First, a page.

I valued Inditex at 85.6 billion euros, or 27.5 euros per share. This gives us a 1-year price target of €28.7, which translates to around 31% upside potential.

The graphic below shows the model used to arrive at our rating. You can also view and edit the full model to include your vision of the business.

Inditex's financial history and future estimation model

Diagram 3. Inditex financial history and future estimation model (image created by the author with data from FMP)

To create the above model, we had to make some assumptions about the future of the company:


Inditex has managed to get back on track for growth, recovering to €30.6 billion in sales over the past 12 months. As the company manages to pass on the cost of inflation, we can reasonably expect nominal sales growth to continue at a steady pace.

Inditex sales growth on a TTM basis

Chart 4. Inditex sales growth based on TTM (image created by the author with data from FMP)


I focus on the company’s free cash flow as a measure of its bottom line. For Inditex, the company appears to be doing a good job of cash conversion, and free cash flows often outpace EBIT. This is due to good working capital management and a negative net CapEx that writes off more than it invests.

Currently, the company has an EBIT margin of 16.4% and a slightly higher FCFF margin of 19.4%.

Inditex TTM profitability margins

Chart 5. Inditex TTM profitability margins (image created by the author with data from FMP)

While historical EBIT margins have been below 20%, we may be able to make a case for higher future margins due to the higher profitability of the online distribution business and future optimization strategies.


I rate the company as 10% less risky than the market portfolio given its defensive product line, diversified product portfolio, debt at 7% to market value of capital, and risk associated with the apparel industry. However, we must keep an eye on future developments and see two main potential risks that may impact the business.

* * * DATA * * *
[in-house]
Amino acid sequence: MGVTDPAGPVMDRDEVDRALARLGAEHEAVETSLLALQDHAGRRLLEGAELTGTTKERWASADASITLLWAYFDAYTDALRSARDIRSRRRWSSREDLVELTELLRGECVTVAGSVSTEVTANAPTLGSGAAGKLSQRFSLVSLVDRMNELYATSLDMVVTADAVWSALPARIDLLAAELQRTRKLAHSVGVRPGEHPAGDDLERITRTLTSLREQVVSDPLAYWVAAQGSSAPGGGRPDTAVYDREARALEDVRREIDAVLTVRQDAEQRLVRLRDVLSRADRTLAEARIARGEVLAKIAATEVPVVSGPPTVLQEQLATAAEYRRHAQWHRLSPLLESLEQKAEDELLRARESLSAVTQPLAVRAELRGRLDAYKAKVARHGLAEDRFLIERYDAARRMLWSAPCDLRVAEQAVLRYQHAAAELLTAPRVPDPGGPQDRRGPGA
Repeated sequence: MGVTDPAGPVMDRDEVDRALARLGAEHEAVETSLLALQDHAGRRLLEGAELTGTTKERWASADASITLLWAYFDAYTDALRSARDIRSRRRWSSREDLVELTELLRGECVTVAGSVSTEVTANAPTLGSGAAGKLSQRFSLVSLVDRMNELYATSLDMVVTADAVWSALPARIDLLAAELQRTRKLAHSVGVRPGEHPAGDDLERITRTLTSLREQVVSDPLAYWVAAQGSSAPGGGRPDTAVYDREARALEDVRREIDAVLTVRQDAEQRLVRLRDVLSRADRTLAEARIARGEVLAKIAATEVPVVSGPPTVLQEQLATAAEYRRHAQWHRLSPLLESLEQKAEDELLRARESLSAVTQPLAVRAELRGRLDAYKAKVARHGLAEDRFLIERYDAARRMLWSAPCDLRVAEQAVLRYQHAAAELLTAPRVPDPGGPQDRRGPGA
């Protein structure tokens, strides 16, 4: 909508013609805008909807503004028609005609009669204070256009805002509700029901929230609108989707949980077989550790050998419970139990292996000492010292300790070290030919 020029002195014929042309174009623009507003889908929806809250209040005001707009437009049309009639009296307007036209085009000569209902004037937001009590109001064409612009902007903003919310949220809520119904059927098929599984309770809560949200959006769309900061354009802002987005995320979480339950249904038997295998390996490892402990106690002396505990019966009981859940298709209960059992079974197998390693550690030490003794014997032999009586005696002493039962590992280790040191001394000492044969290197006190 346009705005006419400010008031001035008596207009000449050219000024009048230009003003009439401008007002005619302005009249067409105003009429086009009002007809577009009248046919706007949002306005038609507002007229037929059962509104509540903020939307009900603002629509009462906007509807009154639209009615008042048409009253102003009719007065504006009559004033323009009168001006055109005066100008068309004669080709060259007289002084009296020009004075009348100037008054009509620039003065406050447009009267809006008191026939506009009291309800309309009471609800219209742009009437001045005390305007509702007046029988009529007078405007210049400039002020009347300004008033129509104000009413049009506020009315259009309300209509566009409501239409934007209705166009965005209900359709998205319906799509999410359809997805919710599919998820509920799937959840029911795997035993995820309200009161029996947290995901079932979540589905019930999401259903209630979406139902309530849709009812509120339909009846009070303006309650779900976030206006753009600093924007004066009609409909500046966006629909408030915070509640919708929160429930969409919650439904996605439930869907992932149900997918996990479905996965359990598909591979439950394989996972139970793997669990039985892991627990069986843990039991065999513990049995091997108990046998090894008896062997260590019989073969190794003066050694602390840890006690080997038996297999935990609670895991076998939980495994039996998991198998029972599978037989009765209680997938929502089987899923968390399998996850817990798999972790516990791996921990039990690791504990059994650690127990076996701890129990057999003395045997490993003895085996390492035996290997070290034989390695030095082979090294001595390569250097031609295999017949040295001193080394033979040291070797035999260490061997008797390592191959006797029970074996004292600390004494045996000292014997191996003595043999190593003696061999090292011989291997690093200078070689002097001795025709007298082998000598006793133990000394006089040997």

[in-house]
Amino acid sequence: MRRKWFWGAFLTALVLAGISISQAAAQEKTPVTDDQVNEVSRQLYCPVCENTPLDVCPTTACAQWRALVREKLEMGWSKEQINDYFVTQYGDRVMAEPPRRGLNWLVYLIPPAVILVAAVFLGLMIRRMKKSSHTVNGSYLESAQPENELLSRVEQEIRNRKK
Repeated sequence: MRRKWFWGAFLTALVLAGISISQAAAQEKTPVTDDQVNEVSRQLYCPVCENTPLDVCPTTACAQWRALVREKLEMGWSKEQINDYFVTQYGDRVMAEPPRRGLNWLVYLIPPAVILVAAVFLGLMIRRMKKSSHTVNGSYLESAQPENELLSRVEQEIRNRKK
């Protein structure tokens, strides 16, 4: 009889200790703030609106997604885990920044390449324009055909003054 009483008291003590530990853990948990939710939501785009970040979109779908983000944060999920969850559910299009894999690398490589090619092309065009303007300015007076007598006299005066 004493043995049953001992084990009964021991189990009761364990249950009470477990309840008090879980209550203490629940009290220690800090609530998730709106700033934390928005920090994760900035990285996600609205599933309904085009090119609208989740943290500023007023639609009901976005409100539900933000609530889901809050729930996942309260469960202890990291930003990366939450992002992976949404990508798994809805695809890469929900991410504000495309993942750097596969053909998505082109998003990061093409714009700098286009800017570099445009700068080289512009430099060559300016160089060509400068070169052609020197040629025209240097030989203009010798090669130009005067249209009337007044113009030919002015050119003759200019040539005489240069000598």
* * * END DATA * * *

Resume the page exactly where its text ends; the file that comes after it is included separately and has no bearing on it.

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Marketplace Apps

The rise of marketplace apps like Facebook’s marketplace (META), Pinterest (PINS), Etsy (ETSY), and merchant enablers like Shopify (SHOP) and Amazon (AMZN) are transferring market share from centralized retailers to smaller and local sellers. While large retailers like Inditex are trendsetters and have integrated efficient production chains into their business, the increased availability can limit sales growth and reduce the potential for profitability margins. Fast fashion also means easy to make, which is great for marketplace arbitragers as they can buy clothes from white label suppliers and sell them locally at comparable quality.

Circular fashion trends

A report by ThredUp (TDUP) estimates that the US used goods market will grow to $82 billion in 2021 from $35 billion in 2021, largely driven by resale activity. While fast fashion retailers like Zara are seen as safer from this trend, investors should consider the increasing availability of second-hand solutions. As we mentioned at the beginning, shopping is part of therapy, and finding bargains can be replaced with spending responsibly.

If management thinks this is going to be a significant factor, they can try to offset it by adopting their own branded version of the approach. However, history shows that older companies tend to be too slow to respond to disruptive trends and sometimes end up losing market share permanently.

Possible investment approach

While I reckon the stock is undervalued and in a good position to continue growing, it could be a good strategy to consider Inditex in a bundle with some peers or disruptors. These companies are beyond the scope of this analysis, but I would consider companies like SHOP, ETSY, PINS, and META to explore their market potential in more detail.

That said, investors should expect about 50% of the return to come as dividends and half as stock appreciation from increased free cash flow. The stock seems like a good option for balanced and income investors given its 4.15% dividend yield.